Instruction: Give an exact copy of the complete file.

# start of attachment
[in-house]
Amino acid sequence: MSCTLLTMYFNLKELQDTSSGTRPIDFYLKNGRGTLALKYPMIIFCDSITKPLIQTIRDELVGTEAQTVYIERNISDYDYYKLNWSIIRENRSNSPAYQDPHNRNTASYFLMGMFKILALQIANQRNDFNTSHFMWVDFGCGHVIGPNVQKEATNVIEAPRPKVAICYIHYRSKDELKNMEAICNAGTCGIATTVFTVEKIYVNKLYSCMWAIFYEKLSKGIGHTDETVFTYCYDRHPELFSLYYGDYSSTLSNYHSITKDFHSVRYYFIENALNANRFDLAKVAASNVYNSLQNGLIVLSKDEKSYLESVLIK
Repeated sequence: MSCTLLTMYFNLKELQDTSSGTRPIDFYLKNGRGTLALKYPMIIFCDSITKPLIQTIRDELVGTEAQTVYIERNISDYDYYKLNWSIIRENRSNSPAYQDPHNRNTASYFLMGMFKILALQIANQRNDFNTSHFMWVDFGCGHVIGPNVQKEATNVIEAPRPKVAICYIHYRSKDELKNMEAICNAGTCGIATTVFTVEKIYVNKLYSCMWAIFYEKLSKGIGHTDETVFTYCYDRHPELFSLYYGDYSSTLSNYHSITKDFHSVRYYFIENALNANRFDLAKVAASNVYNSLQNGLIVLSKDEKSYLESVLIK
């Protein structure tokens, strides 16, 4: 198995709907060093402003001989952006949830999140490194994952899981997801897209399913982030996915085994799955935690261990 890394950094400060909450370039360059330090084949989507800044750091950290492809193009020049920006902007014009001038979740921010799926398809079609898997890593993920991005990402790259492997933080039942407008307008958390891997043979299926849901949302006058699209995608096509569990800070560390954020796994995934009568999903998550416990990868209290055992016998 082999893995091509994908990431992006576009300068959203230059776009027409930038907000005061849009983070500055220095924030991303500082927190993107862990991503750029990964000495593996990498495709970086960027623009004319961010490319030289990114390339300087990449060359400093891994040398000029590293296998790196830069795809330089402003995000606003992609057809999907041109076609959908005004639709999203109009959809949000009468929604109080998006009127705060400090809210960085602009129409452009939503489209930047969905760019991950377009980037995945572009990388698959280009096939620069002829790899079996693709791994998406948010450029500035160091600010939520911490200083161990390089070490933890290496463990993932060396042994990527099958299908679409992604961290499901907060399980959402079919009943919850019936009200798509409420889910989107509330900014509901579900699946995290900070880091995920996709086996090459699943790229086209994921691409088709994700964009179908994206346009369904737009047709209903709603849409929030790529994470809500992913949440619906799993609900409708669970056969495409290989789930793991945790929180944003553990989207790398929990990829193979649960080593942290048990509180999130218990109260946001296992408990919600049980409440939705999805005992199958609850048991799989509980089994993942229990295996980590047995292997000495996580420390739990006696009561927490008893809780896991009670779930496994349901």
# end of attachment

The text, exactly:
[in-house]
Amino acid sequence: MSCTLLTMYFNLKELQDTSSGTRPIDFYLKNGRGTLALKYPMIIFCDSITKPLIQTIRDELVGTEAQTVYIERNISDYDYYKLNWSIIRENRSNSPAYQDPHNRNTASYFLMGMFKILALQIANQRNDFNTSHFMWVDFGCGHVIGPNVQKEATNVIEAPRPKVAICYIHYRSKDELKNMEAICNAGTCGIATTVFTVEKIYVNKLYSCMWAIFYEKLSKGIGHTDETVFTYCYDRHPELFSLYYGDYSSTLSNYHSITKDFHSVRYYFIENALNANRFDLAKVAASNVYNSLQNGLIVLSKDEKSYLESVLIK
Repeated sequence: MSCTLLTMYFNLKELQDTSSGTRPIDFYLKNGRGTLALKYPMIIFCDSITKPLIQTIRDELVGTEAQTVYIERNISDYDYYKLNWSIIRENRSNSPAYQDPHNRNTASYFLMGMFKILALQIANQRNDFNTSHFMWVDFGCGHVIGPNVQKEATNVIEAPRPKVAICYIHYRSKDELKNMEAICNAGTCGIATTVFTVEKIYVNKLYSCMWAIFYEKLSKGIGHTDETVFTYCYDRHPELFSLYYGDYSSTLSNYHSITKDFHSVRYYFIENALNANRFDLAKVAASNVYNSLQNGLIVLSKDEKSYLESVLIK
């Protein structure tokens, strides 16, 4: 198995709907060093402003001989952006949830999140490194994952899981997801897209399913982030996915085994799955935690261990 890394950094400060909450370039360059330090084949989507800044750091950290492809193009020049920006902007014009001038979740921010799926398809079609898997890593993920991005990402790259492997933080039942407008307008958390891997043979299926849901949302006058699209995608096509569990800070560390954020796994995934009568999903998550416990990868209290055992016998 082999893995091509994908990431992006576009300068959203230059776009027409930038907000005061849009983070500055220095924030991303500082927190993107862990991503750029990964000495593996990498495709970086960027623009004319961010490319030289990114390339300087990449060359400093891994040398000029590293296998790196830069795809330089402003995000606003992609057809999907041109076609959908005004639709999203109009959809949000009468929604109080998006009127705060400090809210960085602009129409452009939503489209930047969905760019991950377009980037995945572009990388698959280009096939620069002829790899079996693709791994998406948010450029500035160091600010939520911490200083161990390089070490933890290496463990993932060396042994990527099958299908679409992604961290499901907060399980959402079919009943919850019936009200798509409420889910989107509330900014509901579900699946995290900070880091995920996709086996090459699943790229086209994921691409088709994700964009179908994206346009369904737009047709209903709603849409929030790529994470809500992913949440619906799993609900409708669970056969495409290989789930793991945790929180944003553990989207790398929990990829193979649960080593942290048990509180999130218990109260946001296992408990919600049980409440939705999805005992199958609850048991799989509980089994993942229990295996980590047995292997000495996580420390739990006696009561927490008893809780896991009670779930496994349901």